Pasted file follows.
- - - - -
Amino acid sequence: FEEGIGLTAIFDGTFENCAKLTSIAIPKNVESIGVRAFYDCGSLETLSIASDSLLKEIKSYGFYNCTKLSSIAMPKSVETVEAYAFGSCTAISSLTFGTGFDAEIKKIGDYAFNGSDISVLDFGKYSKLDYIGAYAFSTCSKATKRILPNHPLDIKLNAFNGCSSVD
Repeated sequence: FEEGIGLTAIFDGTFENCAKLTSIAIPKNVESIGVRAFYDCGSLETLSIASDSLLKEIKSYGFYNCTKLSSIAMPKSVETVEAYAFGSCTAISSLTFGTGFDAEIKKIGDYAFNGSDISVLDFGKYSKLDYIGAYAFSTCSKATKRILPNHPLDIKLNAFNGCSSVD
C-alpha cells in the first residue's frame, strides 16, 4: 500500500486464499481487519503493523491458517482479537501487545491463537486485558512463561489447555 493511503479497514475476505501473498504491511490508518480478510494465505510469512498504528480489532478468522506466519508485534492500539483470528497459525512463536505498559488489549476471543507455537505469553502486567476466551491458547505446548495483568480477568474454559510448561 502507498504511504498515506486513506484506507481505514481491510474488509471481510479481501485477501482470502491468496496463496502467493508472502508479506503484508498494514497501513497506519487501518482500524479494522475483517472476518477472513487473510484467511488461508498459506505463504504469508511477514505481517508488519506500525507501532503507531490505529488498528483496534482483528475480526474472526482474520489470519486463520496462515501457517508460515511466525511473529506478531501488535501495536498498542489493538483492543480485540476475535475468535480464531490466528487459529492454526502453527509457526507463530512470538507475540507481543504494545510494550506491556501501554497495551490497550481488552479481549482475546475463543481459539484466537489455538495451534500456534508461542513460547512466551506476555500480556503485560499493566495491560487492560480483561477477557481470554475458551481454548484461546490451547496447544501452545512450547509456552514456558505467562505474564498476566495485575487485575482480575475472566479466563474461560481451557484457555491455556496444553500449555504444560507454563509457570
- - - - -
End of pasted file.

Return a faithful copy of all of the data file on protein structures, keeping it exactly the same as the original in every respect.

Amino acid sequence: FEEGIGLTAIFDGTFENCAKLTSIAIPKNVESIGVRAFYDCGSLETLSIASDSLLKEIKSYGFYNCTKLSSIAMPKSVETVEAYAFGSCTAISSLTFGTGFDAEIKKIGDYAFNGSDISVLDFGKYSKLDYIGAYAFSTCSKATKRILPNHPLDIKLNAFNGCSSVD
Repeated sequence: FEEGIGLTAIFDGTFENCAKLTSIAIPKNVESIGVRAFYDCGSLETLSIASDSLLKEIKSYGFYNCTKLSSIAMPKSVETVEAYAFGSCTAISSLTFGTGFDAEIKKIGDYAFNGSDISVLDFGKYSKLDYIGAYAFSTCSKATKRILPNHPLDIKLNAFNGCSSVD
C-alpha cells in the first residue's frame, strides 16, 4: 500500500486464499481487519503493523491458517482479537501487545491463537486485558512463561489447555 493511503479497514475476505501473498504491511490508518480478510494465505510469512498504528480489532478468522506466519508485534492500539483470528497459525512463536505498559488489549476471543507455537505469553502486567476466551491458547505446548495483568480477568474454559510448561 502507498504511504498515506486513506484506507481505514481491510474488509471481510479481501485477501482470502491468496496463496502467493508472502508479506503484508498494514497501513497506519487501518482500524479494522475483517472476518477472513487473510484467511488461508498459506505463504504469508511477514505481517508488519506500525507501532503507531490505529488498528483496534482483528475480526474472526482474520489470519486463520496462515501457517508460515511466525511473529506478531501488535501495536498498542489493538483492543480485540476475535475468535480464531490466528487459529492454526502453527509457526507463530512470538507475540507481543504494545510494550506491556501501554497495551490497550481488552479481549482475546475463543481459539484466537489455538495451534500456534508461542513460547512466551506476555500480556503485560499493566495491560487492560480483561477477557481470554475458551481454548484461546490451547496447544501452545512450547509456552514456558505467562505474564498476566495485575487485575482480575475472566479466563474461560481451557484457555491455556496444553500449555504444560507454563509457570